This is the eleventh short news article written by students, during the professional development class of Spring 2024, about each other's research.

Student Spotlight: Valeria Lee

By Adegboyega Fajemisin

One of the goals of veterinary entomology, researchers explore arthropod ecology and behavior and find innovative solutions to pest-related problems. Valeria Lee, a graduate student in Dr. Erika Machtinger’s Veterinary Entomology Laboratory at Penn State, is making strides in the battle against bed bugs in poultry farms. Armed with a passion for entomology that dates to her childhood and a strong commitment to helping farmers, Lee’s research aims to develop cost-effective monitoring tools for managing bed bugs in poultry farms.

Bed bugs are oval-shaped, wingless insects that feed on blood. Their primary hosts are humans, but they may also feed on mammals and chickens when given the opportunity. These pests pose unique challenges in poultry environments, where traditional pest control methods such as sticky traps are not effective. Moreover, many of these bed bug populations are resistant to common pesticides. Poultry farmers must spend almost $100,000 per treatment to manage bed bugs.

According to Lee, “the financial burden on farmers and adverse effects on chicken health such as anemia and excessive feather loss has driven me to find a novel, cost-effective solution for monitoring and controlling bed bug infestations in poultry farms.”

In her project, Lee will develop a novel monitoring device and an insecticide-treated fabric for the timely monitoring and deterrence of bed bugs in poultry farms. She hypothesizes that the monitoring device would inform the farmers about the population of bed bugs over time, and the insecticide-treated fabrics will control bed bug populations.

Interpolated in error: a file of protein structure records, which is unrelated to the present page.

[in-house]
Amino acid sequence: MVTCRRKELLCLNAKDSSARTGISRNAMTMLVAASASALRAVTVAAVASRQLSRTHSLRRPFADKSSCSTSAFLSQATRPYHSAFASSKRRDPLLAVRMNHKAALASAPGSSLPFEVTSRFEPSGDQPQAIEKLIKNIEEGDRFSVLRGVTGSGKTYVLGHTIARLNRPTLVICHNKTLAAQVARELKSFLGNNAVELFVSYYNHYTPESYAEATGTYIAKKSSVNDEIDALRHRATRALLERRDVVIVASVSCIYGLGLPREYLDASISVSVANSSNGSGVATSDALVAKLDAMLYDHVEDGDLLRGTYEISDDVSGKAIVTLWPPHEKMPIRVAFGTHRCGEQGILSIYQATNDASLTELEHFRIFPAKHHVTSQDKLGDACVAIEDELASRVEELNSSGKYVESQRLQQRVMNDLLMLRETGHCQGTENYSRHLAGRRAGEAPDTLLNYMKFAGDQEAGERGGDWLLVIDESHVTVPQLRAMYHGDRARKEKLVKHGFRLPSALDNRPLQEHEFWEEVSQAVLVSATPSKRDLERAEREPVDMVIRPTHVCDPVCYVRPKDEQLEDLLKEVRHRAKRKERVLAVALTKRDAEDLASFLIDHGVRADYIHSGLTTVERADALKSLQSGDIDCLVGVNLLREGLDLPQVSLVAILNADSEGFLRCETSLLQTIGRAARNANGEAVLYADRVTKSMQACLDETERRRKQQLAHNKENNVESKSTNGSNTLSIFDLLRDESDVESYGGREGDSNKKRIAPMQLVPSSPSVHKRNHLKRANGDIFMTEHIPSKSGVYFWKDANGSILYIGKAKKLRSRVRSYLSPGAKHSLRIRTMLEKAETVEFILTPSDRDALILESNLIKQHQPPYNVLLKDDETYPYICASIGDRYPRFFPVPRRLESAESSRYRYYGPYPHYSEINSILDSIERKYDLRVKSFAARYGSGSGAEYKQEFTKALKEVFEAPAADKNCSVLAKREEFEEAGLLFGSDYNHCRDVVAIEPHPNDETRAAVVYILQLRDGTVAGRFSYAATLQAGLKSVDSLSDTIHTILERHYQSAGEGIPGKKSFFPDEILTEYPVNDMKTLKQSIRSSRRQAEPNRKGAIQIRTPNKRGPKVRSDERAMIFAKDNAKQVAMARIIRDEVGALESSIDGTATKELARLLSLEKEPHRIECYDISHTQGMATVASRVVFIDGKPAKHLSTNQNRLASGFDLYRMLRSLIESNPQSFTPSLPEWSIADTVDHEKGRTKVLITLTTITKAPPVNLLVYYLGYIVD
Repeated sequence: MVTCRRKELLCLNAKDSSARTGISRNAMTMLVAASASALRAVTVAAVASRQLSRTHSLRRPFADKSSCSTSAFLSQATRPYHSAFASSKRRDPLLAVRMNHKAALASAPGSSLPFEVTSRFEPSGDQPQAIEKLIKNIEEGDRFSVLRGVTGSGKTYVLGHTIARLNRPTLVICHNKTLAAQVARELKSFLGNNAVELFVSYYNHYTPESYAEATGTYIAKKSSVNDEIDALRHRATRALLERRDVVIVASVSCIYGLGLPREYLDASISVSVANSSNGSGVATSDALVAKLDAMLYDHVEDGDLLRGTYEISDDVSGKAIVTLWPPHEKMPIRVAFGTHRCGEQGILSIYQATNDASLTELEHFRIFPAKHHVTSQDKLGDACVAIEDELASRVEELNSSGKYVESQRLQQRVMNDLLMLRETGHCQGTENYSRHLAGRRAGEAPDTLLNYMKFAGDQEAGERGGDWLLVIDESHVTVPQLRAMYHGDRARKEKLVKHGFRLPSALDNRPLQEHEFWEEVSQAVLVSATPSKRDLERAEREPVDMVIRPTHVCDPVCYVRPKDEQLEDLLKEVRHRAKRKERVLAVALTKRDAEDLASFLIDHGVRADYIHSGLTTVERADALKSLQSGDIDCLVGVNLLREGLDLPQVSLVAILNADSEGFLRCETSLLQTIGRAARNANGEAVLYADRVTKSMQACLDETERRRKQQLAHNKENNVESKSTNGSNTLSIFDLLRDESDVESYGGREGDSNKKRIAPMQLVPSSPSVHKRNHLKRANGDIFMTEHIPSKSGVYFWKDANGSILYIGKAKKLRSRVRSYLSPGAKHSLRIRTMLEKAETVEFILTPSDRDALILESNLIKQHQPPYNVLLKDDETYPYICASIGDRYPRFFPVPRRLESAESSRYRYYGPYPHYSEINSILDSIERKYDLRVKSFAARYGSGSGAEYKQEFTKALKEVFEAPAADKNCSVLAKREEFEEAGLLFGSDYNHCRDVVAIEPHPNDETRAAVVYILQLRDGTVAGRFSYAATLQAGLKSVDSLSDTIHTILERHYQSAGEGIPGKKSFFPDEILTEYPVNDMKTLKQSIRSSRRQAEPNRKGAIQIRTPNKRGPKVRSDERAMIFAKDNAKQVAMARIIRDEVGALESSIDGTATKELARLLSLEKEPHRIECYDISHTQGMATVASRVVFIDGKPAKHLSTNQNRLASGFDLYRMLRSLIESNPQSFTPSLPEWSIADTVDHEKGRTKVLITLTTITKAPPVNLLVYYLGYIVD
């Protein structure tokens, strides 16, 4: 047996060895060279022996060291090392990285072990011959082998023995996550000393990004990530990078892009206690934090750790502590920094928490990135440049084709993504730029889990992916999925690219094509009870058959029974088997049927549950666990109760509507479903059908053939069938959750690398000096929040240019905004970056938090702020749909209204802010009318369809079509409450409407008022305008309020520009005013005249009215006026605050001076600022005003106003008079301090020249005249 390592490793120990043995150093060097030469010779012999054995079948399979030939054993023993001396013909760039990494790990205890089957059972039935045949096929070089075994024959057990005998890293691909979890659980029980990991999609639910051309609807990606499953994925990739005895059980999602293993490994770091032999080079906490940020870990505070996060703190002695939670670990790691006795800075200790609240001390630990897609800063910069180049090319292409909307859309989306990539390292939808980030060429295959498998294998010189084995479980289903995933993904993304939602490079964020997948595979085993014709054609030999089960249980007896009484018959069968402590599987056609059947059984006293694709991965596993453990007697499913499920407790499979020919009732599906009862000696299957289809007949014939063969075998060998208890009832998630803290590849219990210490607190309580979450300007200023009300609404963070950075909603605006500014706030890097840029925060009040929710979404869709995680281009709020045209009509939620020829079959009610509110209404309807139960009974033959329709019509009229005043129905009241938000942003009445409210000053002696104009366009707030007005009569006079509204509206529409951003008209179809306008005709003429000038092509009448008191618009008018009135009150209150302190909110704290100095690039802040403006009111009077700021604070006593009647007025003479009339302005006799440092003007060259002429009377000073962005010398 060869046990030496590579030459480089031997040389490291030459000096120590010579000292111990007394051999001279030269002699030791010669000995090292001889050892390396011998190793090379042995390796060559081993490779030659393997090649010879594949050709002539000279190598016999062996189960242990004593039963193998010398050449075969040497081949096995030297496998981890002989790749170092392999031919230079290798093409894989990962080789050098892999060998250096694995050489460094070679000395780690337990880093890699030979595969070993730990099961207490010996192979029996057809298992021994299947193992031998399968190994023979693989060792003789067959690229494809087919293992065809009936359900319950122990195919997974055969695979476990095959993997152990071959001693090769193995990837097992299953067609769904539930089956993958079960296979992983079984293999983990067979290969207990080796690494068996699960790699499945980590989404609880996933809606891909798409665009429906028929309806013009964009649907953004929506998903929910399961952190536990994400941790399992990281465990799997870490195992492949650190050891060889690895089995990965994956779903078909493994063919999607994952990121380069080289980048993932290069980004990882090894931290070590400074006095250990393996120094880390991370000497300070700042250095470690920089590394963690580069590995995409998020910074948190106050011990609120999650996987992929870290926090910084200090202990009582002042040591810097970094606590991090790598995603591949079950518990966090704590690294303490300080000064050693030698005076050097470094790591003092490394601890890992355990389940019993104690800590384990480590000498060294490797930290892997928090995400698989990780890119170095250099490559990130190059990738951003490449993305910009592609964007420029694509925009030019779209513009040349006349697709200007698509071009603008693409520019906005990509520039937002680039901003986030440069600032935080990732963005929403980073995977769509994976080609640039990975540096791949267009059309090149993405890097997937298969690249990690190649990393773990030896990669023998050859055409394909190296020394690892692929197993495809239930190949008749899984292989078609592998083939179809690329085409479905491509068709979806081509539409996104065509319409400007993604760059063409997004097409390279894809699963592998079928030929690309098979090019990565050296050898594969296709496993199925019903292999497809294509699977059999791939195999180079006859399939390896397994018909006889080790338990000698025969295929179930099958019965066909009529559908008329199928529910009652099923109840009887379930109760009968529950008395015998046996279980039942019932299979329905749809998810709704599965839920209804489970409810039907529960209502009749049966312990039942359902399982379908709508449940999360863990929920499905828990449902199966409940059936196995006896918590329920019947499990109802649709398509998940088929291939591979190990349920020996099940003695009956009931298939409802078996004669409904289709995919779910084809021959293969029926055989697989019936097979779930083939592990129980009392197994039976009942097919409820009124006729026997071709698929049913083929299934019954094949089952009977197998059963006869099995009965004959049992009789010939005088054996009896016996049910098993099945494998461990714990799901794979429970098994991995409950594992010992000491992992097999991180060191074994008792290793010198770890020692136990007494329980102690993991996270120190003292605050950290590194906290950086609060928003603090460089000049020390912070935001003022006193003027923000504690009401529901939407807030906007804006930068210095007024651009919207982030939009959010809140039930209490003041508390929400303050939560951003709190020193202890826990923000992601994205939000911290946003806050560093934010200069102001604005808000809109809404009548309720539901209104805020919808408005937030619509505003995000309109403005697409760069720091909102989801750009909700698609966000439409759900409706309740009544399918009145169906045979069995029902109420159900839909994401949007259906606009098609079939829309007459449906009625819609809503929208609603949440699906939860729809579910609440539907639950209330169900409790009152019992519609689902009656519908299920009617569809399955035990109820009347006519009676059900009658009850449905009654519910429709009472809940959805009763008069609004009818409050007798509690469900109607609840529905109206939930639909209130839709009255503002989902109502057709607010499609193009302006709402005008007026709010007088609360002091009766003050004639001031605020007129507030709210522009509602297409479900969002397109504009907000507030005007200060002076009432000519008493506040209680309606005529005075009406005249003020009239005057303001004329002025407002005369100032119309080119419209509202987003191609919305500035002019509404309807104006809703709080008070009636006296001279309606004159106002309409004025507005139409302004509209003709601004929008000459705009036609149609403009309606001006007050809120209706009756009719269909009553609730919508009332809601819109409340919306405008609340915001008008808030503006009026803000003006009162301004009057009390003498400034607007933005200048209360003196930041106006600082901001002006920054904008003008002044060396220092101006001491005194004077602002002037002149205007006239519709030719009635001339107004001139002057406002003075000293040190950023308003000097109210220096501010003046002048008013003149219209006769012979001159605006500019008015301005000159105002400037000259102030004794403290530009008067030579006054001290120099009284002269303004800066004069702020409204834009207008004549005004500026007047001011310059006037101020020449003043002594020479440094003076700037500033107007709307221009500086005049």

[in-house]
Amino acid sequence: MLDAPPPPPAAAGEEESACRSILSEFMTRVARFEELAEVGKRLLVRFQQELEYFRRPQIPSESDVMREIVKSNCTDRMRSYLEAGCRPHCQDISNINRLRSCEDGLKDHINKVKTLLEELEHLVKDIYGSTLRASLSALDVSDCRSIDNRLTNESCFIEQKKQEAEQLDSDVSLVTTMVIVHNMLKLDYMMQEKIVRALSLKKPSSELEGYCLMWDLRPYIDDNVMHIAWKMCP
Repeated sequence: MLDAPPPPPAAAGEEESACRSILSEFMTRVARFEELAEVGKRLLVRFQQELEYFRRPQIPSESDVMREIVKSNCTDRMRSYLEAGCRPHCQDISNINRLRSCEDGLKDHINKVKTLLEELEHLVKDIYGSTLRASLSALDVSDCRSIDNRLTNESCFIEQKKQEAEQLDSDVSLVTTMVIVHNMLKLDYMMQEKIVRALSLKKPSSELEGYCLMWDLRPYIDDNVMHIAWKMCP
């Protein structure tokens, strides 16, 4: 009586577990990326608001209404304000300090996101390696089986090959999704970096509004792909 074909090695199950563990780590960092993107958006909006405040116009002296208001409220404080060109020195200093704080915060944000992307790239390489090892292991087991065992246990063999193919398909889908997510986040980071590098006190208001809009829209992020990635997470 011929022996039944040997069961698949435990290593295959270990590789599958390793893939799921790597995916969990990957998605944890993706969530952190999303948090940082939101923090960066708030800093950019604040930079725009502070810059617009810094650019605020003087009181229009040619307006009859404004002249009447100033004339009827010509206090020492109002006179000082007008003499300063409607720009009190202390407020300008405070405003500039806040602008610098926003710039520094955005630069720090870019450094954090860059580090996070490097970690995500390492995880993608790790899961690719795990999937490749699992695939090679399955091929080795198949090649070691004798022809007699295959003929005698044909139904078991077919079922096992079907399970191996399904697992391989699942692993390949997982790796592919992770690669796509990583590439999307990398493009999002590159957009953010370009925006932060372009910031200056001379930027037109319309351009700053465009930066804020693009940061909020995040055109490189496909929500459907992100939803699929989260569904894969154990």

The monitoring device is designed to attract bed bugs seeking shelter, as bed bugs only feed for about 5-10 minutes a week and spend the rest of their time in hiding. This would allow poultry farmers to check the device to confirm if there is a bed bug infestation, as bed bugs are typically not noticed until they reach a high-level infestation and are challenging to manage. In a future project, the aim would be to modify the monitoring device to turn it into a low-cost, effective bed bug trap for poultry facilities, as the high levels of debris from feathers and dust make other traps designed for hotels and apartments largely ineffective.

The insecticide fabric will be treated with two applications: RaVap (an insecticide safe for poultry) and entomopathogenic fungi Beauveria bassiana (to provide an option for organic farmers). Lee will conduct a biotoxicity assay to assess the toxicity of the insecticide-treated fabric and then examine its effectiveness in killing bed bugs.

Lee’s research is crucial for bed bug management in poultry farms, providing farmers with cost-effective monitoring and insecticide-treated fabrics through careful experimentation and innovative thinking. The benefits extend to the farmers, workers, and their feathered flocks.

Valeria Lee is a PhD student in the Department of Entomology. She is advised by Dr. Erika Machtinger. This project is funded by The Pennsylvania Department of Agriculture through the Center for Poultry and Livestock Excellence and The Pennsylvania Poultry Industry Research Check-Off program.